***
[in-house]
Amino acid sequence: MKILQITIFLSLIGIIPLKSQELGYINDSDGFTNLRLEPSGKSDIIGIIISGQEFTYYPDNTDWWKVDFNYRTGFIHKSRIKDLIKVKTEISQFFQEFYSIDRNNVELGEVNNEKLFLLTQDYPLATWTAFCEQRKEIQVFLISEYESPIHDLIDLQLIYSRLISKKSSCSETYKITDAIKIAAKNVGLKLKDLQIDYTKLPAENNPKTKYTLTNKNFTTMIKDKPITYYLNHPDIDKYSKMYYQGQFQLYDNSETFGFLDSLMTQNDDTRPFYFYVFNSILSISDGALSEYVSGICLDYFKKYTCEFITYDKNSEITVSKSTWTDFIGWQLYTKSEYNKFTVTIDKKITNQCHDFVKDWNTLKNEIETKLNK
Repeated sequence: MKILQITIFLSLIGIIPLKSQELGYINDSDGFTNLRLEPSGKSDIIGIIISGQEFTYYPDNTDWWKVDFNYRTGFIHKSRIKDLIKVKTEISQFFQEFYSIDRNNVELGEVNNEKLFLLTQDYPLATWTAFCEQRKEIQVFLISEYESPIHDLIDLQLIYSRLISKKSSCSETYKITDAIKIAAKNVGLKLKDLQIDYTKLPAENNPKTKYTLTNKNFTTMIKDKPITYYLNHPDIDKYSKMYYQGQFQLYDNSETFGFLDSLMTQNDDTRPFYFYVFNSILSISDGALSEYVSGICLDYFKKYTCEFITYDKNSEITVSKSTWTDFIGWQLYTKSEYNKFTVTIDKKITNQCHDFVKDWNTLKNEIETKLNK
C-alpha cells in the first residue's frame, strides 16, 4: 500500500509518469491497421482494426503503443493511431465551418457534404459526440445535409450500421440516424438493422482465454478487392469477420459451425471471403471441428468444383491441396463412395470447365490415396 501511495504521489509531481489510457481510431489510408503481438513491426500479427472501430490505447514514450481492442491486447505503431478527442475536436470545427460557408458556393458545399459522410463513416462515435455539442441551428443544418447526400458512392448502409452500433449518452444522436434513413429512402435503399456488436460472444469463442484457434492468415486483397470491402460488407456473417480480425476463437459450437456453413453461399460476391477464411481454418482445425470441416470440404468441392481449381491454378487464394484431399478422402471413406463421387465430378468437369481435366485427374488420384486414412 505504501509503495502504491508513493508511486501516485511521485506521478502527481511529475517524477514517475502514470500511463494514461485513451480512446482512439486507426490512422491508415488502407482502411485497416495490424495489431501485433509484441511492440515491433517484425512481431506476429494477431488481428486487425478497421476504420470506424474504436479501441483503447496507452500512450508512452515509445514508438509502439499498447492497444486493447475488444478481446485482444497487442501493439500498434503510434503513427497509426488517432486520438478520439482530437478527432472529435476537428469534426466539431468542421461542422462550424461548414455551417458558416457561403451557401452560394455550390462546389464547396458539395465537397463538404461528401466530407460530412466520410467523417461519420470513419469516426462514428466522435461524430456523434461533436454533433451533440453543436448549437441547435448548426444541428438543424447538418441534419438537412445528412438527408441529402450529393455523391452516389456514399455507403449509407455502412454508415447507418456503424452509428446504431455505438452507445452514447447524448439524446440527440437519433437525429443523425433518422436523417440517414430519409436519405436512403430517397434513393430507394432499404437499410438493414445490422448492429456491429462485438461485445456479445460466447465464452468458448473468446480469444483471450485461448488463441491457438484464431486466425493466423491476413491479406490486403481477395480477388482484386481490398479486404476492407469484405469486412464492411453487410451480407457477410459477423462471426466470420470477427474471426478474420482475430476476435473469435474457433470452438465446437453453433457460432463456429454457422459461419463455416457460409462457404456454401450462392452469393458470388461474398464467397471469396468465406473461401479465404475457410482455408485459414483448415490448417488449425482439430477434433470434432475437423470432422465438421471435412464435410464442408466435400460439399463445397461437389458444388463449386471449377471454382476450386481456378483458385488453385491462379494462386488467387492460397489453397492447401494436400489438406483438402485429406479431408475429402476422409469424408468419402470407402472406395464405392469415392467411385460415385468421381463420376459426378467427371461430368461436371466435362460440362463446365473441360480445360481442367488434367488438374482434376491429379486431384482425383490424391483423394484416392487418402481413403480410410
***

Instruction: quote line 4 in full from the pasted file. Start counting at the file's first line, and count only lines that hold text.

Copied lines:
C-alpha cells in the first residue's frame, strides 16, 4: 500500500509518469491497421482494426503503443493511431465551418457534404459526440445535409450500421440516424438493422482465454478487392469477420459451425471471403471441428468444383491441396463412395470447365490415396 501511495504521489509531481489510457481510431489510408503481438513491426500479427472501430490505447514514450481492442491486447505503431478527442475536436470545427460557408458556393458545399459522410463513416462515435455539442441551428443544418447526400458512392448502409452500433449518452444522436434513413429512402435503399456488436460472444469463442484457434492468415486483397470491402460488407456473417480480425476463437459450437456453413453461399460476391477464411481454418482445425470441416470440404468441392481449381491454378487464394484431399478422402471413406463421387465430378468437369481435366485427374488420384486414412 505504501509503495502504491508513493508511486501516485511521485506521478502527481511529475517524477514517475502514470500511463494514461485513451480512446482512439486507426490512422491508415488502407482502411485497416495490424495489431501485433509484441511492440515491433517484425512481431506476429494477431488481428486487425478497421476504420470506424474504436479501441483503447496507452500512450508512452515509445514508438509502439499498447492497444486493447475488444478481446485482444497487442501493439500498434503510434503513427497509426488517432486520438478520439482530437478527432472529435476537428469534426466539431468542421461542422462550424461548414455551417458558416457561403451557401452560394455550390462546389464547396458539395465537397463538404461528401466530407460530412466520410467523417461519420470513419469516426462514428466522435461524430456523434461533436454533433451533440453543436448549437441547435448548426444541428438543424447538418441534419438537412445528412438527408441529402450529393455523391452516389456514399455507403449509407455502412454508415447507418456503424452509428446504431455505438452507445452514447447524448439524446440527440437519433437525429443523425433518422436523417440517414430519409436519405436512403430517397434513393430507394432499404437499410438493414445490422448492429456491429462485438461485445456479445460466447465464452468458448473468446480469444483471450485461448488463441491457438484464431486466425493466423491476413491479406490486403481477395480477388482484386481490398479486404476492407469484405469486412464492411453487410451480407457477410459477423462471426466470420470477427474471426478474420482475430476476435473469435474457433470452438465446437453453433457460432463456429454457422459461419463455416457460409462457404456454401450462392452469393458470388461474398464467397471469396468465406473461401479465404475457410482455408485459414483448415490448417488449425482439430477434433470434432475437423470432422465438421471435412464435410464442408466435400460439399463445397461437389458444388463449386471449377471454382476450386481456378483458385488453385491462379494462386488467387492460397489453397492447401494436400489438406483438402485429406479431408475429402476422409469424408468419402470407402472406395464405392469415392467411385460415385468421381463420376459426378467427371461430368461436371466435362460440362463446365473441360480445360481442367488434367488438374482434376491429379486431384482425383490424391483423394484416392487418402481413403480410410